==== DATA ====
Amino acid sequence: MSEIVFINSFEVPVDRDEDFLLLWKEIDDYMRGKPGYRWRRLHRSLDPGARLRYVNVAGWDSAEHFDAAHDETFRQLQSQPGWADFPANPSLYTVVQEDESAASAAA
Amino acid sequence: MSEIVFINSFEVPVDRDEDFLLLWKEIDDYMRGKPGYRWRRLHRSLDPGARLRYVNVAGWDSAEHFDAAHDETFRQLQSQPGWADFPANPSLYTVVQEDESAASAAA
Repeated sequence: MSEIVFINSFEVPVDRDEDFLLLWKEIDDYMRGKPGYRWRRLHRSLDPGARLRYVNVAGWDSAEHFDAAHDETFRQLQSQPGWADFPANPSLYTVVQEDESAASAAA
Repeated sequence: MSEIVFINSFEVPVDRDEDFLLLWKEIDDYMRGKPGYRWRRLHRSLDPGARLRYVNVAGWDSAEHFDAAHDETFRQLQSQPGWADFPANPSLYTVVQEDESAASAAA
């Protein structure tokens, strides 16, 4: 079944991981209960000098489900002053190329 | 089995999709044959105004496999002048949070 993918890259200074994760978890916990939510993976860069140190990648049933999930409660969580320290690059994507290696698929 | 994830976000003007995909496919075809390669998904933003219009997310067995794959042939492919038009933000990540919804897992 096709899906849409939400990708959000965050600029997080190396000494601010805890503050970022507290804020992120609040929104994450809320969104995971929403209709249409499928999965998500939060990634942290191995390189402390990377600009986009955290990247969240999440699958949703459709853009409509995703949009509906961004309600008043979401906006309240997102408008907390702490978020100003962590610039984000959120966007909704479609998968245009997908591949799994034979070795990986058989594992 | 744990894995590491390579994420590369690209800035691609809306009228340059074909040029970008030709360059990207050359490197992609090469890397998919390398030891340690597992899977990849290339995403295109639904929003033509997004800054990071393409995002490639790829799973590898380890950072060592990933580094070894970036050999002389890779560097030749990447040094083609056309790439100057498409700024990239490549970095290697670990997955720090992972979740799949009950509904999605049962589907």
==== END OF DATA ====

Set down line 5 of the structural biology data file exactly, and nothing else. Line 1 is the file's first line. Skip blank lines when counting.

């Protein structure tokens, strides 16, 4: 079944991981209960000098489900002053190329 | 089995999709044959105004496999002048949070 993918890259200074994760978890916990939510993976860069140190990648049933999930409660969580320290690059994507290696698929 | 994830976000003007995909496919075809390669998904933003219009997310067995794959042939492919038009933000990540919804897992 096709899906849409939400990708959000965050600029997080190396000494601010805890503050970022507290804020992120609040929104994450809320969104995971929403209709249409499928999965998500939060990634942290191995390189402390990377600009986009955290990247969240999440699958949703459709853009409509995703949009509906961004309600008043979401906006309240997102408008907390702490978020100003962590610039984000959120966007909704479609998968245009997908591949799994034979070795990986058989594992 | 744990894995590491390579994420590369690209800035691609809306009228340059074909040029970008030709360059990207050359490197992609090469890397998919390398030891340690597992899977990849290339995403295109639904929003033509997004800054990071393409995002490639790829799973590898380890950072060592990933580094070894970036050999002389890779560097030749990447040094083609056309790439100057498409700024990239490549970095290697670990997955720090992972979740799949009950509904999605049962589907």